Also I should add a touch control system ASAP since I got some complaints, especially when playing on an iPad, that they get tired. Wimps! :)

So my next iteration will basically be
- get tutorial level right
- touch controls

Monday, September 06, 2010

Next HyperGlider sprint... BFG, Missiles, Overshield + gameplay tweaks

I'm releasing the first prototype to my close friends to play test it a bit.

I encountered a couple of problems, namely the framerate drop due to draw call for each sprite. So I started using SpriteManager for the HUD. I also implemented properly the radar. I will be posting a separate post on that. I also introduced an simple intro, where a draft comic strip is displayed and then a dialog is presented. All the graphics are drafts and will probably not make in the final version

While I will be waiting for some feedback I will be working on the next stuff:
- BFG... a huge blast that needs to recharge
- Missiles... lock on an enemy and shoot away
- Overshield... you can boost and blast into enemies
- tweak the gameplay to make it highly action packed

Sunday, August 29, 2010

Prototype available to friends soon

Ok so I bought Unity iPhone License, and added the enemies and made them shoot. However I didn't bother with optimizing the draw calls just yet.

Instead I concentrated on adding the fun elements in the game. I improved the sensation of speed by adding a stretched particle system just in front of the player's camera and I enable emitting only when the player is boosting. I also added the rotation of mothership to align firing the planet off the face of the universe. The player can now go inside the cannon and drop the nuke. He cannot enter the cannon until the mothership finishes aligning, after which the cannon's shaft opens. This may change later on when I tweak the gameplay.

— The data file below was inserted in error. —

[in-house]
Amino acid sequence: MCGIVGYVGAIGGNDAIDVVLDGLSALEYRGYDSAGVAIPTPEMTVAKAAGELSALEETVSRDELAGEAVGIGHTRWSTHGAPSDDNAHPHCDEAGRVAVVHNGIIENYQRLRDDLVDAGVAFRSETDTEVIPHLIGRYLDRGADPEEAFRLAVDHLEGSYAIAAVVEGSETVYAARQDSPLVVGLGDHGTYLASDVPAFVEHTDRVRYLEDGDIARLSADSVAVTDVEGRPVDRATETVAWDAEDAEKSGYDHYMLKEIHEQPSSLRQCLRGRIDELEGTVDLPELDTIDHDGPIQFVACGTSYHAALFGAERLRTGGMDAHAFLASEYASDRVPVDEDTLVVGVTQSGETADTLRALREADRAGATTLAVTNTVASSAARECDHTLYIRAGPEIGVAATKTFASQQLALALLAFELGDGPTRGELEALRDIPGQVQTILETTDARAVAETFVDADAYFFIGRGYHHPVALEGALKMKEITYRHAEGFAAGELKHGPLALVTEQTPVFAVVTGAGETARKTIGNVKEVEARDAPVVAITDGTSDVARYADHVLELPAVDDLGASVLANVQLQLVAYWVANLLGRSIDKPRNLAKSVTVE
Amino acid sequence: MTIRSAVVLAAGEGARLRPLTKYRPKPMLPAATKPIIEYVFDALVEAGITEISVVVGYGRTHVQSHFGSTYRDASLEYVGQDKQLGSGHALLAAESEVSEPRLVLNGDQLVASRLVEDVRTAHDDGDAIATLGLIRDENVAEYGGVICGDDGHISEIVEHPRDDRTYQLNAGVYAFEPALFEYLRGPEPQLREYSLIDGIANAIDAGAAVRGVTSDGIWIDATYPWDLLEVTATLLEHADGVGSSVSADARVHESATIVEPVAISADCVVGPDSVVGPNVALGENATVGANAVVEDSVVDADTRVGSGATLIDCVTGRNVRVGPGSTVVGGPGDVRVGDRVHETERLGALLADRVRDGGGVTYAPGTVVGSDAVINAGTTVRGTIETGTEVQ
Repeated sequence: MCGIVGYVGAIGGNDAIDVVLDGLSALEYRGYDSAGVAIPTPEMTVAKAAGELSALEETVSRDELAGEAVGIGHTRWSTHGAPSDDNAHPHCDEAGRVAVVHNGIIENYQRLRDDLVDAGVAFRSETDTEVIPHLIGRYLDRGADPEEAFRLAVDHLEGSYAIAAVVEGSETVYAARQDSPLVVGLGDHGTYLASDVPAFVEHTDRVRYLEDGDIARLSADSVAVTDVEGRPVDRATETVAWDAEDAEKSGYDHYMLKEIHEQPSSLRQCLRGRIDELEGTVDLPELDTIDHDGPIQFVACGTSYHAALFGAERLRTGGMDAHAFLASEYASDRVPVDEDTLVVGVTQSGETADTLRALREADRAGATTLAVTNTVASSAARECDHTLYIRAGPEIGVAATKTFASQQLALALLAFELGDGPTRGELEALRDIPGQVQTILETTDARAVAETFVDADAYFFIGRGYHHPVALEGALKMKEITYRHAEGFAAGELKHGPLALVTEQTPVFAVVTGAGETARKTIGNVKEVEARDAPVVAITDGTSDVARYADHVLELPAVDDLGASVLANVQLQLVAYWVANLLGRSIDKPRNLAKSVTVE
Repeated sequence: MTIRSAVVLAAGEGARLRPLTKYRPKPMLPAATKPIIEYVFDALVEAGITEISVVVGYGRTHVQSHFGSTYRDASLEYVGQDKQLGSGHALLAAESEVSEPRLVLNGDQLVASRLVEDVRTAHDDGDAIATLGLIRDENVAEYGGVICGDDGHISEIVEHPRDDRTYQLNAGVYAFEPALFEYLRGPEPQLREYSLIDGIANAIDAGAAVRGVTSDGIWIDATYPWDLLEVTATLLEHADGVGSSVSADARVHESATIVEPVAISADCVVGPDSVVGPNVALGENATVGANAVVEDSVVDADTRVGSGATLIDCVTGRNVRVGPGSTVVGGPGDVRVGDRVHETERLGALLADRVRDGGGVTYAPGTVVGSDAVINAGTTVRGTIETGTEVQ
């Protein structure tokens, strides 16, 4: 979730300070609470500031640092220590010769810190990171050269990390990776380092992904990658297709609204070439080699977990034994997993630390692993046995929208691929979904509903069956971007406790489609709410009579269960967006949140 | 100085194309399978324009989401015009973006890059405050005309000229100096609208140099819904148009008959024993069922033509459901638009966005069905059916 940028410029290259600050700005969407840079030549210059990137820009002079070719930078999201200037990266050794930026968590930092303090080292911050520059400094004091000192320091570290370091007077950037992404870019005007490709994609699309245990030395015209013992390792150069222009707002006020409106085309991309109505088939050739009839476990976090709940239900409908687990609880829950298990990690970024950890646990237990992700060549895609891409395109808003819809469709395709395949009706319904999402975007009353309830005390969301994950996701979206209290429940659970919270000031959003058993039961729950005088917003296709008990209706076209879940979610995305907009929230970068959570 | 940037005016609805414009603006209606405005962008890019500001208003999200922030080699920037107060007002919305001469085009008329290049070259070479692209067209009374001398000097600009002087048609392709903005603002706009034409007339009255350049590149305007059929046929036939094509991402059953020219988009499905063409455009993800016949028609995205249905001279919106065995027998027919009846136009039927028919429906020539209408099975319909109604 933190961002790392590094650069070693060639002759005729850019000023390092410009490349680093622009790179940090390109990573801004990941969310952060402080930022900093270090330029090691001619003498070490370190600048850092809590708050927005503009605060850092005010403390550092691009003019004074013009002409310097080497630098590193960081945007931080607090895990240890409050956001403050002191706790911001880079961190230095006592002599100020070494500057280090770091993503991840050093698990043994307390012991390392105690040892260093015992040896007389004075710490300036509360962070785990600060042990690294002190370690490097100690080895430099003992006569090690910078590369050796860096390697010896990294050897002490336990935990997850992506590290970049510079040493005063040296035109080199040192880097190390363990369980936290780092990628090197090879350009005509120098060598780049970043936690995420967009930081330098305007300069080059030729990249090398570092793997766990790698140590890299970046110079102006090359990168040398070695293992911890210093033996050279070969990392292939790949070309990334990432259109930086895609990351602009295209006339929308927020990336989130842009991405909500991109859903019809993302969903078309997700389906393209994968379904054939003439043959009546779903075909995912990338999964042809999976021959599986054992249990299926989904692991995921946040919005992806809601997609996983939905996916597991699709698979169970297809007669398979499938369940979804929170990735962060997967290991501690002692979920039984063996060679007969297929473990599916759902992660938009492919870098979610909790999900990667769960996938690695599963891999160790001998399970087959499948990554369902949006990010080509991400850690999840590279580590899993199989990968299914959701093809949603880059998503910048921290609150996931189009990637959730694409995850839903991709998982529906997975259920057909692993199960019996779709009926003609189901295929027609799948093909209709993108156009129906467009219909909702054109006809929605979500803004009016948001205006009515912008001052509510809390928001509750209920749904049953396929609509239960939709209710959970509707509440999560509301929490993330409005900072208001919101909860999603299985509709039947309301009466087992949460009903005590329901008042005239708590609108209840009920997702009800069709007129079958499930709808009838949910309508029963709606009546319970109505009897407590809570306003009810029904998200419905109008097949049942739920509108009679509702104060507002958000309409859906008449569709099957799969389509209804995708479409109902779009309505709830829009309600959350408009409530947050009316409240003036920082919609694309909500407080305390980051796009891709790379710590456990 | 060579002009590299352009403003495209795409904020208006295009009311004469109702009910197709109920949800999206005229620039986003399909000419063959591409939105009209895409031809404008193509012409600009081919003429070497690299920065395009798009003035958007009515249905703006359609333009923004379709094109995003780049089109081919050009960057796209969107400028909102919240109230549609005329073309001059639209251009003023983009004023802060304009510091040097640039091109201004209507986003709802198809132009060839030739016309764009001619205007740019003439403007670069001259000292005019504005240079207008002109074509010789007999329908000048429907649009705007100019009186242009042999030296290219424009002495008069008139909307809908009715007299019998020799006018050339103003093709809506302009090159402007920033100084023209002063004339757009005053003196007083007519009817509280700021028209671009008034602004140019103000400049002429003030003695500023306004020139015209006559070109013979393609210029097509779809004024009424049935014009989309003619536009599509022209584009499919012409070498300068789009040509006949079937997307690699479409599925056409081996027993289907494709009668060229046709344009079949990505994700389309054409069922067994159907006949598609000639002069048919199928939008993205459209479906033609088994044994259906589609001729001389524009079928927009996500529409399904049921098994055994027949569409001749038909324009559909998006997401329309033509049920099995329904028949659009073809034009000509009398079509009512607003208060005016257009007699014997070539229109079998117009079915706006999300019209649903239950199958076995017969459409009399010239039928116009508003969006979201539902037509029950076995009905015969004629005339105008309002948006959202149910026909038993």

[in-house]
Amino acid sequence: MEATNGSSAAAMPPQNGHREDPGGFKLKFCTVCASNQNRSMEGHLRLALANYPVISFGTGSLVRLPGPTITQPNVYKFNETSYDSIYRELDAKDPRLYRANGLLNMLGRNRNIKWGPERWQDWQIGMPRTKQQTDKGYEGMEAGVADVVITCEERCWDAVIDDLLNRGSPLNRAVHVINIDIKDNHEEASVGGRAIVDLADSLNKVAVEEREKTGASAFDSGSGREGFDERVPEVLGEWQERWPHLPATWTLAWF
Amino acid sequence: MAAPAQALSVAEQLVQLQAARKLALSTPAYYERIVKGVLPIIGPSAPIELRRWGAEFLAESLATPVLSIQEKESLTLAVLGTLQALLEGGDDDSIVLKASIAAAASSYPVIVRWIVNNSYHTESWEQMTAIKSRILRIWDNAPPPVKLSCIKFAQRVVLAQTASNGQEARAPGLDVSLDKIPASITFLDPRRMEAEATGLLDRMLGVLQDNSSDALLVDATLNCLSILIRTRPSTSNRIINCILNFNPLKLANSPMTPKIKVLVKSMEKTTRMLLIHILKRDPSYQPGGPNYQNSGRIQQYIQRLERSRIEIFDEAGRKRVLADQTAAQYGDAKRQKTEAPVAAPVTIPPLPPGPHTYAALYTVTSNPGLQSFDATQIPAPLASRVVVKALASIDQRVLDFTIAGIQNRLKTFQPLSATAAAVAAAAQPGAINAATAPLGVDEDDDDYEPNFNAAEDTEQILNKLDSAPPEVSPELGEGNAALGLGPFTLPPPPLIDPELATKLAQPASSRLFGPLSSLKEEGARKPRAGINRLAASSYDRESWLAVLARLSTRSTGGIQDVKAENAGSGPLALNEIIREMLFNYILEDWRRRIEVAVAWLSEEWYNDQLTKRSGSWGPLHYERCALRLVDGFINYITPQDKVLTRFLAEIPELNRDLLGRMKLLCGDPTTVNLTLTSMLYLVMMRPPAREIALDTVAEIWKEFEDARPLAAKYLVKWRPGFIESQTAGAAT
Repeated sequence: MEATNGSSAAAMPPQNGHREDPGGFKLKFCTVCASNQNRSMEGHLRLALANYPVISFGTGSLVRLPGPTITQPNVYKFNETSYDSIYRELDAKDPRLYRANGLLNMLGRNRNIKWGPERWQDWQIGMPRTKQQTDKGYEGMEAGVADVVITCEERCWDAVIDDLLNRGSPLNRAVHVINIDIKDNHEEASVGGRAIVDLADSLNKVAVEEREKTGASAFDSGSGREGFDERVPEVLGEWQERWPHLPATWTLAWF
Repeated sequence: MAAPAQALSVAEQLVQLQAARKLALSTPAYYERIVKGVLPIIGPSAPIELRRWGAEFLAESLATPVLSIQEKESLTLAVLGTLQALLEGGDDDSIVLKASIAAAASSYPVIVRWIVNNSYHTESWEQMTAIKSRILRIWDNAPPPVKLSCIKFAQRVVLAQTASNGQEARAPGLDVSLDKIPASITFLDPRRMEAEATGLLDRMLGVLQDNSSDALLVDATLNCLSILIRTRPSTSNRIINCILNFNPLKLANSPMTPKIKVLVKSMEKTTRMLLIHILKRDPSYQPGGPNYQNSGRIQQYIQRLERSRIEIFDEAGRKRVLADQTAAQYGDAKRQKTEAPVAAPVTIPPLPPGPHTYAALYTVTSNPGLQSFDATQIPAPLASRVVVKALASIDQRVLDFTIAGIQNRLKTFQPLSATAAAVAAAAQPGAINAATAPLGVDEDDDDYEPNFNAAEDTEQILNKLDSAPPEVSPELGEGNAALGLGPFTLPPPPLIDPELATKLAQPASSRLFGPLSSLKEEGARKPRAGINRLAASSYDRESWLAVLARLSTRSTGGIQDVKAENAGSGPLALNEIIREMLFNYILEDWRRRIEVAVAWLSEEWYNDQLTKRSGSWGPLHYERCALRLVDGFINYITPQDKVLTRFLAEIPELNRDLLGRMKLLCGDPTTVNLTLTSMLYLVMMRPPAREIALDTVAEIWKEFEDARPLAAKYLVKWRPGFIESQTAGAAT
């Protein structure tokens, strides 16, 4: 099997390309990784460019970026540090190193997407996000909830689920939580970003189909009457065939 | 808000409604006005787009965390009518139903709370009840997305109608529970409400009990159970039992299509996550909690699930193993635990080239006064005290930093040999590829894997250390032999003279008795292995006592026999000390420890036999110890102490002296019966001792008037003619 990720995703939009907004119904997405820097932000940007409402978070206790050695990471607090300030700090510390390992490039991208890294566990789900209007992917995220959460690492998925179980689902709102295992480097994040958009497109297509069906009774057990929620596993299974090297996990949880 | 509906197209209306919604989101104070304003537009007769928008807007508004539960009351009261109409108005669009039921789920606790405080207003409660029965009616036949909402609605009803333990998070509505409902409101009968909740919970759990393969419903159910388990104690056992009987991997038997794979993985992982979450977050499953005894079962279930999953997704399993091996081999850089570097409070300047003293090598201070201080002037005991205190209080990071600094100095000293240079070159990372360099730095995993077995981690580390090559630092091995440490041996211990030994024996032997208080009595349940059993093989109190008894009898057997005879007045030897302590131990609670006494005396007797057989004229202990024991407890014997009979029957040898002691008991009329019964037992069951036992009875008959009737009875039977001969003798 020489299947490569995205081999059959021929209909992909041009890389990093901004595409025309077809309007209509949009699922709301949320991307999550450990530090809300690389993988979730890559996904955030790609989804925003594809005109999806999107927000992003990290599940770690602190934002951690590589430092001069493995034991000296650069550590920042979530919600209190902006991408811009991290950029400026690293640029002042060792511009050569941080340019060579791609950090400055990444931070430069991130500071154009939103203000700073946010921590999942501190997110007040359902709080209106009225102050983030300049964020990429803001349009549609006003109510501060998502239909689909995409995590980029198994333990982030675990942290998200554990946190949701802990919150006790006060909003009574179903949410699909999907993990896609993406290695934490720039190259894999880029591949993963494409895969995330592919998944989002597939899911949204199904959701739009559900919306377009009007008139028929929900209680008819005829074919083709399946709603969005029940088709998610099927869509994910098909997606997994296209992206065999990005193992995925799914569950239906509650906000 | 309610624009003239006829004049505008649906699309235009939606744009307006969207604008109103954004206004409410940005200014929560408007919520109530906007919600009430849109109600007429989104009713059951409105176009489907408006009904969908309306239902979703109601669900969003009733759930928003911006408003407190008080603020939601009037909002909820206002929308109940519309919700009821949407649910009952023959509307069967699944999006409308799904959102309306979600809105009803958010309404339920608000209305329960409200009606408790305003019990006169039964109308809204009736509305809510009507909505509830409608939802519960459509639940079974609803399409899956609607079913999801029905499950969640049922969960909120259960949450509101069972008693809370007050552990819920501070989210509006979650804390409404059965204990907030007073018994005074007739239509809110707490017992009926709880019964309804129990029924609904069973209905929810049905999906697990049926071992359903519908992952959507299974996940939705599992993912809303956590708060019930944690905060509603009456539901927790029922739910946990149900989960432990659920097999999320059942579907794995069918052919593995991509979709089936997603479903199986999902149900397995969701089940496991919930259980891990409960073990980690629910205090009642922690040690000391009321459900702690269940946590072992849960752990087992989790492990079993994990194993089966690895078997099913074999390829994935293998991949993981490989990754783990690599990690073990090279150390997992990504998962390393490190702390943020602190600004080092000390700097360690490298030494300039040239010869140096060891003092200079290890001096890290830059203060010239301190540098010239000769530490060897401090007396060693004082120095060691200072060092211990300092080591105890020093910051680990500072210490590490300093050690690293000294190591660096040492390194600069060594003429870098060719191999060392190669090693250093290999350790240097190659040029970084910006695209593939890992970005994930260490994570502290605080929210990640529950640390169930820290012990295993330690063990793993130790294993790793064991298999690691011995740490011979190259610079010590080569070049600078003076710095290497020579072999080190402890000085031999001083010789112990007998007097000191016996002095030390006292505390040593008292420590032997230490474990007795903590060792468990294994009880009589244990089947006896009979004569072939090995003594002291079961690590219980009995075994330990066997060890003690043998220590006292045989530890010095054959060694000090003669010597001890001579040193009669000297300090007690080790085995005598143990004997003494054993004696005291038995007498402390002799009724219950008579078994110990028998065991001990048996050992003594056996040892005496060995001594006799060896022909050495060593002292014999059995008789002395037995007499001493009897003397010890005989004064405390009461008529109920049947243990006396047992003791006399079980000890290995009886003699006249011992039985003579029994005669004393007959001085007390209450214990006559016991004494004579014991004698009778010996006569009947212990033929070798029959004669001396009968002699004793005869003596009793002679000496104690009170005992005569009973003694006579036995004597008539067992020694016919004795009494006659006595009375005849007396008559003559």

I encountered some problems such as the turret's gun's rotation to shoot at you got screwed after the mothership changes orientation. I thought it was trivial to solve, but after wasting a couple of hours I pushed the task down in my priority list. I also wasted precious time trying to fix a bug with the radar. This is how the rad should work. According to the ship's forward direction and up direction, we project the enemies on a plane (up = normal), but after this projection I want to show the projected enemies on an XY plane and it's the latter part which I've got problems with. The bug that I see is that in some quadrants, the result of the positions on the XY plane are skewed somehow. Haven't figured out the problem yet, but someday I have to face this.

A friend of mine has also started sketching the comic strip for the intro, hopefully I will be seeing the sketches soon. I've also contacted a friend of mine who may give me a hand from the musical aspect of the game.

For next week:
  • Prepare build for prototype testers including intro page
  • Tweak the enemy to be a bit more realistic (current he can shoot even if its not looking at you
  • Make some game over triggers and restarting the game.
  • Tweak the manouvrability of the spaceship
  • Also the timing for mothership aligning and getting the end of the tunnel with some enemies such as turrets and ships coming at you.
  • Cutscene to see mothership shooting planet

Monday, August 23, 2010

Turrets & bullets

This week I managed to get the hang of using a unity particle system for all the bullets by using the Emit() method of the ParticleEmitter. That will ensure just one draw call for all the bullets in my scene.

I have also made a Turret to focus on a target and start shooting at it. I also tried doing a prediction method that takes into consideration the distance and speed of the vehicle. I will need to add also into consideration the bullet's speed.

For Next week:
- re-add the enemies and make them shoot at the player
- optimize the textured enemies to use an unparented bones system (read this somewhere to minimize draw calls in unity)
- buy unity license

Sunday, August 15, 2010

New iphone/ipad game in development

I have just finished doing the game bible for my next game. The work-in-progress name of the game is HyperGlider. The name will probably change later on.

In short it's going to be a 3d space shooter game with intense action. The way how to hold the ipad will immerse the player even more in the game.

I will be using Unity and I will try to push the limits of the ipad to make it as visually appealing as this game: Star Wolves

I will be posting any updates about this game on this blog.

Saturday, April 03, 2010

SoundToy iPad app approved for launch

This is great news. It has been approved by Apple and will be available on the iPad's launch on the AppStore! Keep you posted on how it goes.